Boredom

http://actualfreedom.com.au/actualism/vineeto/selected-correspondence/corr-feelings4.htm

VINEETO: The phrase I would use now, in hindsight, for those ‘no-feelings’ of lack-lustre and listlessness is resentment of being here. Within the human condition there is a basic resentment of not wanting to be here, wanting to be somewhere else, waiting for something else to happen than what is happening now, as a basic attitude to life==, which is then reinforced by the various religious and spiritual conditioning that life on earth is essentially suffering and that the real life will only happen for the spirit after you die.

This resentment to being here, as this body, in the world-as-it-is with people-as-they-are, was what was responsible for my dull feelings, no-feelings, my listlessness, my boredom, my waiting for something else to happen, in short, it had permeated almost all experience of life in that it had cast a dulling shade over everything I experienced.

The way to deal with resentment in the actualism method is the same way you deal with all other feelings that interfere with you being happy and harmless – when paying attention to how you experience this moment of being alive, you notice it, then label it which helps you realise that it would be silly to carry on with it when you can instead enjoy being alive. With a steady increase in attentiveness the shift of resenting being here to appreciating being here becomes progressively easier until you finally kick the insidious habit of resentment altogether and delight in being alive for the simple reason that you are alive.


http://actualfreedom.com.au/actualism/vineeto/selected-correspondence/corr-feelings3.htm

RESPONDENT: For me, while it is easy (comparatively) to label and handle obvious feelings like anger, malice, compassion, hope, I find it more difficult to label not-so-apparent feelings. These feelings create a neither-happy-nor-sad kind of state. I remember you talked of dullness in one of your mails. But I find that this dullness or boredom is not the same every time it happens and it happens very frequently.

VINEETO: Yes, I can remember times of a ‘neither-happy-nor-sad kind of state’ and I recall talking to Alan about dullness and stuckness (and the two following letters). Although my dullness had varying qualities at different times, I could mostly sheet it home to a feeling of not wanting to be here, i.e. resentment for having to be here.

I found dullness and boredom one of the most common reactions to being alive when things weren’t going ‘my’ way – and they rarely ever did or that life wasn’t exciting, which it rarely was. In the process of actualism I recognized, however, that my habitual resentment towards the various facts of life, for instance having to work 🏢 for a living, bad weather, getting sick, etc, clearly prevented me from becoming happy and harmless. I discovered I could either indulge in ‘my’ resentment or pull myself up by my boot strings and break this insidious habit. As No 3 pointed out, it was indeed a matter of priority – and I chose sensuous attentiveness over ‘self’-indulgent apathy, happiness over resentment.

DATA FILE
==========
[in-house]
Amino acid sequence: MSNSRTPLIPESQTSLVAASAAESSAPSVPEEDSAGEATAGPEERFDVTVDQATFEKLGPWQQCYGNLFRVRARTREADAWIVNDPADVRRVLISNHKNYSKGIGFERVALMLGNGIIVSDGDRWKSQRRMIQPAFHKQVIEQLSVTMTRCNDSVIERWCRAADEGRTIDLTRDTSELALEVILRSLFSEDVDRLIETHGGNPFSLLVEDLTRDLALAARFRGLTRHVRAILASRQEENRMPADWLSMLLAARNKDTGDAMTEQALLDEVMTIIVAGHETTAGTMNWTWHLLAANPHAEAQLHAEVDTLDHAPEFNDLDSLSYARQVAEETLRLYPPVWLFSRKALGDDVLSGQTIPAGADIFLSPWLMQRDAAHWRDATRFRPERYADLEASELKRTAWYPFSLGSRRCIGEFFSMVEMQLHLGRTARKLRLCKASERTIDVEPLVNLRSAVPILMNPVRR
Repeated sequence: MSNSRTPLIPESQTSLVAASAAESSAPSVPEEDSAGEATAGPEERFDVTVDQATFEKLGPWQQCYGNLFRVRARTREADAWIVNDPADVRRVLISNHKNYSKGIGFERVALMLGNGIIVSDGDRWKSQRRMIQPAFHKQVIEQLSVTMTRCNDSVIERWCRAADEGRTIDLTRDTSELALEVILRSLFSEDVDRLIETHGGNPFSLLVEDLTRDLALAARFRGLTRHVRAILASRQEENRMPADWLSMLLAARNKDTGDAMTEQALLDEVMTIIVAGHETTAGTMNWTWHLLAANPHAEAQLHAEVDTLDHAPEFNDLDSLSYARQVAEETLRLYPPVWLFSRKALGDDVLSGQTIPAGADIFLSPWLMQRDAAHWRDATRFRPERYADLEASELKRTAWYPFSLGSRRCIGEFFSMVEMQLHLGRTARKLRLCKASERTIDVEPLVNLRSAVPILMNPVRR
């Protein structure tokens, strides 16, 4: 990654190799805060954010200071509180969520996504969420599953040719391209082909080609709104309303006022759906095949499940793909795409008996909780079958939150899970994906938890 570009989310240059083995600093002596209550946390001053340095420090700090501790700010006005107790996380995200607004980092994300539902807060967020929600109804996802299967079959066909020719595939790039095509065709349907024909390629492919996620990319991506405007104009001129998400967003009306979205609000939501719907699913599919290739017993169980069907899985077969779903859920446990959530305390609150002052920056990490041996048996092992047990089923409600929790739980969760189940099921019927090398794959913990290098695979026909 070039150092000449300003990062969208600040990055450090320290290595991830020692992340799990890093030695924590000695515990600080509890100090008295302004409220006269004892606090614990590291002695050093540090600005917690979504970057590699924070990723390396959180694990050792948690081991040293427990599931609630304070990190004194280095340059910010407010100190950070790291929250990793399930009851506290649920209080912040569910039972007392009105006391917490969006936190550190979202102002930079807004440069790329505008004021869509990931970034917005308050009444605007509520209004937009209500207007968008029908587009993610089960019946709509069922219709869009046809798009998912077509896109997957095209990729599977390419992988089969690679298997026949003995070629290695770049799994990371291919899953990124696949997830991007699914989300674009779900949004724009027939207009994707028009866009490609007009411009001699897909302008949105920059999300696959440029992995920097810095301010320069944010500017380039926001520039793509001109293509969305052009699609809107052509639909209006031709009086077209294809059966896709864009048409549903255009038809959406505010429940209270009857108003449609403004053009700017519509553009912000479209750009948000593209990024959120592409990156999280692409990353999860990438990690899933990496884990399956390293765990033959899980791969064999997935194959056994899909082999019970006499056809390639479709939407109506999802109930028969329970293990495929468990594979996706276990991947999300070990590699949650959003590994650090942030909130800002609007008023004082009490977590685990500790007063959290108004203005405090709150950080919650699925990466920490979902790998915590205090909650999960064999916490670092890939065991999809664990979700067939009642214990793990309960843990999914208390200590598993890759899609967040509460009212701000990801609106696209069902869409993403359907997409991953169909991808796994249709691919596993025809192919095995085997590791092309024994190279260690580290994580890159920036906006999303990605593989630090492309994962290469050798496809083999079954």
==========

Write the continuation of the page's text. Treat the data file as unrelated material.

The other kind of dullness or stuckness I would describe as an ostrich-behaviour – the result of my fear to investigate the particular belief or behaviour pattern that was under scrutiny at the time. Eventually such periods of procrastination grew shorter as I more and more stubbornly refused to spoil this unique present moment of being alive by not investigating the issue at hand.

And indeed each issue investigated, each belief discarded resulted in lifting an emotional weight off my shoulders and as a direct consequence, life has become easy and enjoyable. You could also say that ‘I’, the complainer, the controller, the moaner and groaner has all but left the stage.

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  • Being the doing of what is happening

    [..] We were chatting the other day about the marked difference between being here, doing what is happening and the feeling of not being here that can cause a frustration with life as-it-is. The frustration with life as-it-is, right here and now, most often causes a passionate desire to be somewhere else which serves only to prevent one from being here. For an actualist, any period of time spent not being here is clearly a waste of time. Any time spent being bored, angry, pissed off, feeling sad, lack luster, annoyed, etc. is time wasted time lost from fully living this the only moment one can experience being alive. All of these ‘time-offs’ have to be explored and investigated and understood so as to prevent the same old ‘time-outs’ occurring in the future. It takes a bit of practice and a lot of effort and attention as to ‘how’ am I experiencing this moment of being alive, but pretty soon one gets the hang of it.